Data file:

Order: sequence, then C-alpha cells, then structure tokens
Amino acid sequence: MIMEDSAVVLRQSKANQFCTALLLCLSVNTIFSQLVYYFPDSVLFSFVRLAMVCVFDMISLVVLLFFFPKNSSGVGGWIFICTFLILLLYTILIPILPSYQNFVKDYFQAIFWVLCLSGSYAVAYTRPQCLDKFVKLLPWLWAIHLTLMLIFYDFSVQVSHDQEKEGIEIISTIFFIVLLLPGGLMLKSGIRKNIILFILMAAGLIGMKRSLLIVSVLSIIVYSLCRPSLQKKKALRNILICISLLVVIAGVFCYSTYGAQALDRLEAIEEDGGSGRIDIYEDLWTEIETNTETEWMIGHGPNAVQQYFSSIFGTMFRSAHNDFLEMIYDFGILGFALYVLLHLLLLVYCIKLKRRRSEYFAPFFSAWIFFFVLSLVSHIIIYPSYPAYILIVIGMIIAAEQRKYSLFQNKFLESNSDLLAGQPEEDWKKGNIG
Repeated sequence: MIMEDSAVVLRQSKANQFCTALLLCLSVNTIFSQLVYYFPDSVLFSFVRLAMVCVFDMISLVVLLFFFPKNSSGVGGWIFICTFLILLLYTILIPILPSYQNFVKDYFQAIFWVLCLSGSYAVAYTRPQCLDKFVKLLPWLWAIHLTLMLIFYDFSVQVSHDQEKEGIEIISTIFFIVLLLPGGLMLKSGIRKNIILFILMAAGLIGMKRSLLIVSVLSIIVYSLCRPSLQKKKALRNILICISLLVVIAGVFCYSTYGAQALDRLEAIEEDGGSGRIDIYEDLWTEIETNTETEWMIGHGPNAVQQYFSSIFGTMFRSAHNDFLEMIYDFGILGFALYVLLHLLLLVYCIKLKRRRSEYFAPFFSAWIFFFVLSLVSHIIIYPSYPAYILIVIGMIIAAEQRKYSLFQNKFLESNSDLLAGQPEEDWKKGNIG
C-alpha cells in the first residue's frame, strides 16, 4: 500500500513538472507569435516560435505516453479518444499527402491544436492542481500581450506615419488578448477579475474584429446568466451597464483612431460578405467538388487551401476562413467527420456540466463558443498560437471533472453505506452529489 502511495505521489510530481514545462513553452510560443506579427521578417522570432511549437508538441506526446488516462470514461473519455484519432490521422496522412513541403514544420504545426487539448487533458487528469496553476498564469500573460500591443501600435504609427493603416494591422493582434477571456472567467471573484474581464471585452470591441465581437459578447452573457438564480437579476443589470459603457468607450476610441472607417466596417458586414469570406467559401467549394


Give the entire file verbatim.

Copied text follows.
Order: sequence, then C-alpha cells, then structure tokens
Amino acid sequence: MIMEDSAVVLRQSKANQFCTALLLCLSVNTIFSQLVYYFPDSVLFSFVRLAMVCVFDMISLVVLLFFFPKNSSGVGGWIFICTFLILLLYTILIPILPSYQNFVKDYFQAIFWVLCLSGSYAVAYTRPQCLDKFVKLLPWLWAIHLTLMLIFYDFSVQVSHDQEKEGIEIISTIFFIVLLLPGGLMLKSGIRKNIILFILMAAGLIGMKRSLLIVSVLSIIVYSLCRPSLQKKKALRNILICISLLVVIAGVFCYSTYGAQALDRLEAIEEDGGSGRIDIYEDLWTEIETNTETEWMIGHGPNAVQQYFSSIFGTMFRSAHNDFLEMIYDFGILGFALYVLLHLLLLVYCIKLKRRRSEYFAPFFSAWIFFFVLSLVSHIIIYPSYPAYILIVIGMIIAAEQRKYSLFQNKFLESNSDLLAGQPEEDWKKGNIG
Repeated sequence: MIMEDSAVVLRQSKANQFCTALLLCLSVNTIFSQLVYYFPDSVLFSFVRLAMVCVFDMISLVVLLFFFPKNSSGVGGWIFICTFLILLLYTILIPILPSYQNFVKDYFQAIFWVLCLSGSYAVAYTRPQCLDKFVKLLPWLWAIHLTLMLIFYDFSVQVSHDQEKEGIEIISTIFFIVLLLPGGLMLKSGIRKNIILFILMAAGLIGMKRSLLIVSVLSIIVYSLCRPSLQKKKALRNILICISLLVVIAGVFCYSTYGAQALDRLEAIEEDGGSGRIDIYEDLWTEIETNTETEWMIGHGPNAVQQYFSSIFGTMFRSAHNDFLEMIYDFGILGFALYVLLHLLLLVYCIKLKRRRSEYFAPFFSAWIFFFVLSLVSHIIIYPSYPAYILIVIGMIIAAEQRKYSLFQNKFLESNSDLLAGQPEEDWKKGNIG
C-alpha cells in the first residue's frame, strides 16, 4: 500500500513538472507569435516560435505516453479518444499527402491544436492542481500581450506615419488578448477579475474584429446568466451597464483612431460578405467538388487551401476562413467527420456540466463558443498560437471533472453505506452529489 502511495505521489510530481514545462513553452510560443506579427521578417522570432511549437508538441506526446488516462470514461473519455484519432490521422496522412513541403514544420504545426487539448487533458487528469496553476498564469500573460500591443501600435504609427493603416494591422493582434477571456472567467471573484474581464471585452470591441465581437459578447452573457438564480437579476443589470459603457468607450476610441472607417466596417458586414469570406467559401467549394